The games will be much more fun for you to attend as your son gets older and can sit still and focus. That's still a bit away, though, so hang in there!

  2. Pete, you are a very fair man. I readily admit that I caught fragments of the game, and thus my impressions are incomplete.

    Thank God for comments - one person's perceptions are just that...ONE PERSON'S perceptions!

    (And, until then, I'll probably keep my live attendance at a minimum and spend time at home with the Fox Sports and Blue Jackets Radio Network guys. That way, I can let the youngster roam at will while catching more of the games! 6-game packs for every father of toddlers!)

  3. The CBJ came out strong to start, but I wonder if their confidence faded when they didn't score a damn goal within the first 15? That's around about when things slowed down and guys came a little unglued.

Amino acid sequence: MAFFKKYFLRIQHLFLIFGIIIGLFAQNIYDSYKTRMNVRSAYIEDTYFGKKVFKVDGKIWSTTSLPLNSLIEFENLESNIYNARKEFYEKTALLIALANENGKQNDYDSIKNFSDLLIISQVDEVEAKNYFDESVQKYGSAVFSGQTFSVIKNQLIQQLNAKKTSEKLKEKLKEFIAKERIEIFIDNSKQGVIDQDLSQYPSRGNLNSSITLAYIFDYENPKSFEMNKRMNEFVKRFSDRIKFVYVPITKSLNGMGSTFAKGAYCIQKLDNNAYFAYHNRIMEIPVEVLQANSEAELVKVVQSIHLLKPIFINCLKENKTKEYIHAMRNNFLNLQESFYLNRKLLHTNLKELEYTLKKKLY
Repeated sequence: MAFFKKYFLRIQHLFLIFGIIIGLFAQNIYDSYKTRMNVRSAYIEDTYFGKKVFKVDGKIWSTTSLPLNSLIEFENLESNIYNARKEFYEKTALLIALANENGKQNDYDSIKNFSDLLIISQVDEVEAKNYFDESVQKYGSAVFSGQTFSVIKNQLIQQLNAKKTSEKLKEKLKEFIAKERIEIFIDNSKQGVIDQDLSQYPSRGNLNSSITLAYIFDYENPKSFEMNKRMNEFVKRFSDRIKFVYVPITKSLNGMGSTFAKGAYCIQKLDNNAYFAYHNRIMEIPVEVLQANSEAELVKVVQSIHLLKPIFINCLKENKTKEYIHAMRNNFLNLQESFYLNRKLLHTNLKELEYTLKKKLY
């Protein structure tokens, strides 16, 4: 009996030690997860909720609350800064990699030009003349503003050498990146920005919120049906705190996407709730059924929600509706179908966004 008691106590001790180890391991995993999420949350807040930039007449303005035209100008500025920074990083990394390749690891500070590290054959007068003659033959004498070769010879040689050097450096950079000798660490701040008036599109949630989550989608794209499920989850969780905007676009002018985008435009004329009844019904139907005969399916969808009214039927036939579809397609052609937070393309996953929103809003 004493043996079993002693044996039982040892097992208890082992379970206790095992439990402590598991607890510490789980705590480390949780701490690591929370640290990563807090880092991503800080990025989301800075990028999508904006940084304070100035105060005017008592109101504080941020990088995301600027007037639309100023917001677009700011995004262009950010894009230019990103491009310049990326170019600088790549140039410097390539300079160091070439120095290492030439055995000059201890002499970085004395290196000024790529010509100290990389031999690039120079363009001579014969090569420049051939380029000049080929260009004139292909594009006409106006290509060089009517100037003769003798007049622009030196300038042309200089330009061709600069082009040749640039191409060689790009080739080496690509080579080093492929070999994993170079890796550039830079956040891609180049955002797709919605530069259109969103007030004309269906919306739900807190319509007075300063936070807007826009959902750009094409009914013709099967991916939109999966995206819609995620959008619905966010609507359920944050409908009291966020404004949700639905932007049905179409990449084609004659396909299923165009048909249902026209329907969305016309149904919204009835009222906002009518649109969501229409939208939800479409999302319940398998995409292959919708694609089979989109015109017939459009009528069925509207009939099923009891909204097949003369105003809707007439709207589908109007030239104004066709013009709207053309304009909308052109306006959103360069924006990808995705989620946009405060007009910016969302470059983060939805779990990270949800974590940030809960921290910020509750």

They had some beautiful chances on some wide open nets (as did the Wild) and watching Moore zig-zag a few times, there was a "wow" coming from my mouth and you could hear a few in the crowd around us. Clark did show up to play and played his game. I actually thought Moreau did pretty well--very noticible and was NOT taking any shit from the Wild, lots of jawing from our bench to theirs... :-)

    Big surprise was Nikatov's quickness to get back on D. Definitely making an effort.

  4. Wally,
    Glad you mentioned Nikita's back checking. He pushed forward with pace, and backward with gumption. I am really liking his play.